Region's realty market cooling

Home sales decline, price growth slows in key April period

May 11, 2006|By LORRAINE MIRABELLA | LORRAINE MIRABELLA,SUN REPORTER

The housing market in the Baltimore area showed broad signs of cooling in April, the first month of the crucial spring selling season, according to sales data released yesterday.

Year-over-year price appreciation dipped to its lowest rate in more than two years -- and the average price actually fell in one county. Sales volume sagged more than 13 percent, reflecting the toll of rising mortgage rates and decreasing housing affordability.

Homes took longer to sell everywhere but in the city, and the number of homes on the market more than doubled compared with April 2005, the statistics showed.

In Carroll, the average sales price dipped 2.76 percent -- the first decline in any jurisdiction since 2002. In Howard County, houses sat on the market more than twice as long and the number of homes listed for sale jumped to 1,381, from 562 in April a year earlier, according to Metropolitan Regional Information Systems Inc., a Rockville company that tracks houses sold through the multiple listing service.

Real estate agents blamed sellers who want last year's prices in this year's market.

"Unlike last year, where it was truly a seller's market, it's not as much a seller's market, and buyers are beginning to negotiate prices," said Melvina Brown, an agent with Re/Max 100 in Ellicott City, Howard County. "Buyers are not coming in over the asking price; they're coming in either at the asking price or negotiating on the price. Sellers got spoiled last year, with inflated prices and multiple offers."

The number of homes sold in the city and five surrounding counties fell 13.86 percent, to 3,189 from 3,702, marking the seventh straight month of decline from the previous year, the MRIS reported. Listings more than doubled, to 13,206.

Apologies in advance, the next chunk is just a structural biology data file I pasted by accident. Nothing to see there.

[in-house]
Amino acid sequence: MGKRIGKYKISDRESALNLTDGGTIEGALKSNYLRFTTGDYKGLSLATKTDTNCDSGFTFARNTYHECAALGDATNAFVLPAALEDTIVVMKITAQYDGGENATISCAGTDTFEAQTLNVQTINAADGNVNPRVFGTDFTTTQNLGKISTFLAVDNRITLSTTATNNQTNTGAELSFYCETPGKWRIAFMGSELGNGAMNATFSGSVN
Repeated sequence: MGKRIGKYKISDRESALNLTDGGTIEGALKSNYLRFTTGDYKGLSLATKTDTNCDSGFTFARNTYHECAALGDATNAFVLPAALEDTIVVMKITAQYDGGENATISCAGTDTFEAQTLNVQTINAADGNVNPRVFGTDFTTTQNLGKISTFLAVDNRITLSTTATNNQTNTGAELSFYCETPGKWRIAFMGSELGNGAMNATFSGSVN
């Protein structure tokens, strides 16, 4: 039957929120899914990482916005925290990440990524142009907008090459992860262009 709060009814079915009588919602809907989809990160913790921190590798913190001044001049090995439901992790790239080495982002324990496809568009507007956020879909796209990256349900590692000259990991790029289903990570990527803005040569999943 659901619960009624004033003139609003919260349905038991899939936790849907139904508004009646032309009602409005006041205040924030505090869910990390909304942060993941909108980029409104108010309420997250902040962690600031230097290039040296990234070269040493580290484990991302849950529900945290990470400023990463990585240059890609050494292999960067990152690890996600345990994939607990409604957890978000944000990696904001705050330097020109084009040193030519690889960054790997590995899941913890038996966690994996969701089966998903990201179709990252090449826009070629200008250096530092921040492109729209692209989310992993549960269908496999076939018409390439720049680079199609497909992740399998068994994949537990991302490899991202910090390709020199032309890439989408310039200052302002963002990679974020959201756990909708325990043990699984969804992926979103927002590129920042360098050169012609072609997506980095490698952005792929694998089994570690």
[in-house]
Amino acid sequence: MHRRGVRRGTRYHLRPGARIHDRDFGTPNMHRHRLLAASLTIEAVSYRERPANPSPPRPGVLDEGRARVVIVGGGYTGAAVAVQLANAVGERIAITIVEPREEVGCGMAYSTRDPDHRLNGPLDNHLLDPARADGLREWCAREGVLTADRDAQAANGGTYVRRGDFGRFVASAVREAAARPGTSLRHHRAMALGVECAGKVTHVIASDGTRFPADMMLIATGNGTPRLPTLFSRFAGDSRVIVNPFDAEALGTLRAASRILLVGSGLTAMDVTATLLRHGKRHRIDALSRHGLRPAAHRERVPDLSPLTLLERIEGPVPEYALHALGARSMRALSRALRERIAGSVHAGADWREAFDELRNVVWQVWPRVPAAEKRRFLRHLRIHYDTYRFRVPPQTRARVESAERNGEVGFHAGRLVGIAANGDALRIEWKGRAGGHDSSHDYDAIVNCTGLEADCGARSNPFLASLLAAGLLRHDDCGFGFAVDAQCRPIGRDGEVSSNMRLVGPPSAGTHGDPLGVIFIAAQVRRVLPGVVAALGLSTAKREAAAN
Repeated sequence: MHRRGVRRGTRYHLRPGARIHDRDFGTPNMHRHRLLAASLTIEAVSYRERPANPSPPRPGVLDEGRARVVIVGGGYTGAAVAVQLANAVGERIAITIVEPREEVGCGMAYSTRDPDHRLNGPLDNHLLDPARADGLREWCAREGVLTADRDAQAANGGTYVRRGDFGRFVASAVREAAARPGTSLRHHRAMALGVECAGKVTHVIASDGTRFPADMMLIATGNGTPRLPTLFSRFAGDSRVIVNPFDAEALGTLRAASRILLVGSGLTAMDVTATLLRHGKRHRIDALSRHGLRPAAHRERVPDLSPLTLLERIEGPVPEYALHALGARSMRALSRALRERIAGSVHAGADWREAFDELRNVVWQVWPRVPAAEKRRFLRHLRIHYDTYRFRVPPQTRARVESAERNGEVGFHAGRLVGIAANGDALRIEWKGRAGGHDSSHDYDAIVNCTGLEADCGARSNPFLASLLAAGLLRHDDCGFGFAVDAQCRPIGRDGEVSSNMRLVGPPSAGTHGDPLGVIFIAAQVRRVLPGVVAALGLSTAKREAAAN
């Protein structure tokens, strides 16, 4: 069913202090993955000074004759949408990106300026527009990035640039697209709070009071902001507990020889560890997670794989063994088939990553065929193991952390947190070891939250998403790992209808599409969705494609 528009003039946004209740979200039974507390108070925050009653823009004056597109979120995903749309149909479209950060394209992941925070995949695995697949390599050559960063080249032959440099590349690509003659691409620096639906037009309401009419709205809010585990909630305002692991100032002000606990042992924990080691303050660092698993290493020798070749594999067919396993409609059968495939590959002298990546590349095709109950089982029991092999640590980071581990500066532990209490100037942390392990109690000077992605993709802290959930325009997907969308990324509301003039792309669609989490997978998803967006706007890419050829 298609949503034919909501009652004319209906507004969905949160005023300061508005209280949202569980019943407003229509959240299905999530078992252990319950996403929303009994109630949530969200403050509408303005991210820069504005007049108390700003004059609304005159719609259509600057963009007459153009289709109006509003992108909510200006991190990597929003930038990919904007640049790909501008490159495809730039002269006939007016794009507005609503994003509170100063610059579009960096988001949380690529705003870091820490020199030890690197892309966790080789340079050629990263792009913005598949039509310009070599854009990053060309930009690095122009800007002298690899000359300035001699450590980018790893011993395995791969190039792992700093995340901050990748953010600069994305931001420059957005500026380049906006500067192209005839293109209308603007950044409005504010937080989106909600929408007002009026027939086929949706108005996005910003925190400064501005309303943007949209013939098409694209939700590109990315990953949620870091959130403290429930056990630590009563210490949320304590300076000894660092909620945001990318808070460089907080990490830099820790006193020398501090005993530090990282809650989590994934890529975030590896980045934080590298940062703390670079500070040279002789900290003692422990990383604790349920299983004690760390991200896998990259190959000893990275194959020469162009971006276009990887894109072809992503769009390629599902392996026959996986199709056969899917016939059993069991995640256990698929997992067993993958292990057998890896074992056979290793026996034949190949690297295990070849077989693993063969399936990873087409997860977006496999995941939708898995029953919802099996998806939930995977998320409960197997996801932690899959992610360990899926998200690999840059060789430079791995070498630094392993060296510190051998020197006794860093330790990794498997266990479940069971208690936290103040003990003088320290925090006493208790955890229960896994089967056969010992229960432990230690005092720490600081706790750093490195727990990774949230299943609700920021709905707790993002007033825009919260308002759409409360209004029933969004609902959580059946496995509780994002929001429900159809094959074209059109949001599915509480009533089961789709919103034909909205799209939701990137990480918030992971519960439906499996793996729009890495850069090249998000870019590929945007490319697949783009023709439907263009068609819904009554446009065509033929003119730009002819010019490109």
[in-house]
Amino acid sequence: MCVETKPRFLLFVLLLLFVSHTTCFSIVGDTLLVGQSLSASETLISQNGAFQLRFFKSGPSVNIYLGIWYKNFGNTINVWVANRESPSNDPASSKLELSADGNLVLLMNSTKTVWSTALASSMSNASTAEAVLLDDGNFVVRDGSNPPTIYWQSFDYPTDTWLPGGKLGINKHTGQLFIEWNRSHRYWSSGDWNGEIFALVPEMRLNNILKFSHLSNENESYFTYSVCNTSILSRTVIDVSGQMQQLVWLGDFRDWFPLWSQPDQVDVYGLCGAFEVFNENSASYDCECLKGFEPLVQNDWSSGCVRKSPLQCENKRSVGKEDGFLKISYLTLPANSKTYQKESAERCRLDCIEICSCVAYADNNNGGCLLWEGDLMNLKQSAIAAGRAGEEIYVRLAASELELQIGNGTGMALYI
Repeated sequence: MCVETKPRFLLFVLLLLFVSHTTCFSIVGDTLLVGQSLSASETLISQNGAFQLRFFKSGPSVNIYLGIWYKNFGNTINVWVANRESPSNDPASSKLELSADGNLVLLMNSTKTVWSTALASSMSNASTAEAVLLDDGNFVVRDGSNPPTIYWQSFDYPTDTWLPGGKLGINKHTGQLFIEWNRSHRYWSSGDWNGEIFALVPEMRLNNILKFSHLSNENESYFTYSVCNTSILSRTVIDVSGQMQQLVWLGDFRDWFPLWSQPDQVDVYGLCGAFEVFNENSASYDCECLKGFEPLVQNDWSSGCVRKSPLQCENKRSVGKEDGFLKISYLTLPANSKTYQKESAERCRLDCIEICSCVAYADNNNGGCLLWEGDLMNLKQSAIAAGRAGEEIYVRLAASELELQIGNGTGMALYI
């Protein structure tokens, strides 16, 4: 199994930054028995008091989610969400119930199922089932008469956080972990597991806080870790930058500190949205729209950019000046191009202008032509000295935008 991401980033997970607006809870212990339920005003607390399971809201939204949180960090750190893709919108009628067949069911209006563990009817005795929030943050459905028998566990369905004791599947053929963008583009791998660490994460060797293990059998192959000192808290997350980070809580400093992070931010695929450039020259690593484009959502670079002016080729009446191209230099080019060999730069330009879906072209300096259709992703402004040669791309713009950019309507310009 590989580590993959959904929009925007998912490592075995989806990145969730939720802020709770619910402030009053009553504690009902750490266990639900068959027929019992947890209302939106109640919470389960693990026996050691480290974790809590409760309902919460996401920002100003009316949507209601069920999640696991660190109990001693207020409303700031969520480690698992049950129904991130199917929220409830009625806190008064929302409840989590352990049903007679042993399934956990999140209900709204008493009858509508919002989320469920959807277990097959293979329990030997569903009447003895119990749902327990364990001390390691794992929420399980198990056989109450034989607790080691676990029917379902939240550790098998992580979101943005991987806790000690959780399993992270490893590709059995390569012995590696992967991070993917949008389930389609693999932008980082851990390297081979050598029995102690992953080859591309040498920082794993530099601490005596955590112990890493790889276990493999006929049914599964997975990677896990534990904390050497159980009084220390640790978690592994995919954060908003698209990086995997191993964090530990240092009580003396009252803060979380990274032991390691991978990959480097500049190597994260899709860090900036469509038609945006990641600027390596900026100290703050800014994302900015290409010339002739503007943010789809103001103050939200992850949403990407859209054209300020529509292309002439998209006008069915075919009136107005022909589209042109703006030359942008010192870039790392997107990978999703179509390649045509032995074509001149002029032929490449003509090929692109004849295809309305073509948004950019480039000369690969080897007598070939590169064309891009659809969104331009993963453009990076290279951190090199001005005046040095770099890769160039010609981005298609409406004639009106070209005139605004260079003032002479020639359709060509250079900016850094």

Home prices in the region appreciated 10.52 percent to $304,589 over last April -- the slowest pace of price growth since February 2004.

Pricing remained strongest in Baltimore, where the average sale price soared 25.45 percent to $179,646. Aside from Harford County, where the average home sale price increased more than 13 percent, and Carroll, which registered a decline, gains in the counties were in the single digits.

A cooling of what had been an overheated market with unprecedented price appreciation for several years means the beginning of a return to a more normal tempo, many in the industry said yesterday.

"We've had such an incredible five years that it really could not be sustained, so it had to level off some," said Karol Hess, of Re/Max Advantage Realty in Columbia. "I'm seeing more listings this quarter, since January, than we've had in a few years. We have more of an active inventory than we've seen in quite a while, and we have fewer buyers, obviously, and part of that would be because interest rates are going up. And some people are frightened by the fuel costs and the expectation of where that's going to be."

The area's numbers mirror the national slowdown in both sales and price growth that is occurring as homes have become less affordable, economists said.

Rising interest rates and rapidly increasing prices have contributed to decreased affordability, edging more and more people out of the market, said Celia Chen, director of housing economics for Moody's Economy.com. Home sales have declined nationally for the past three consecutive quarters.

"The housing boom is over," Chen said. "We're seeing the down side of the housing cycle. The housing market has been overheated, and price appreciation has been very, very strong -- stronger than can be supported by economic growth. Affordability is eroding really quickly, and exacerbating that is the fact that mortgage rates are rising. These forces are making it more difficult for households to get into a mortgage."

The rate for a 30-year fixed-rate loan averaged 6.59 percent last week, the highest in nearly four years.

Sellers are having a tough time adjusting to the new reality of the market, some real estate agents said.

Brown, the Ellicott City Re/Max agent, said one of her sellers got an offer on a Columbia townhouse just four days after it was listed but turned down the contract because it offered less than full price. Two more contracts have come in since that were not as good, she said.

"We're waiting now, and the seller is willing to make concessions," she said. "We've offered some money toward the closing costs but left the price the same, but we may have to look at reducing the price."

Lisa Edleman, an agent who works in Howard, Carroll and Baltimore counties for Zip Realty Inc., a real estate brokerage that relies on the Internet to link buyers and sellers, said the days of steadily advancing prices could be over.

"You can't go back a year and say, `This sold for $290,000, let's price ours at $300,000,'" Edelman said. "If it sold for $290,000 a month ago, then you need to list it in that range."

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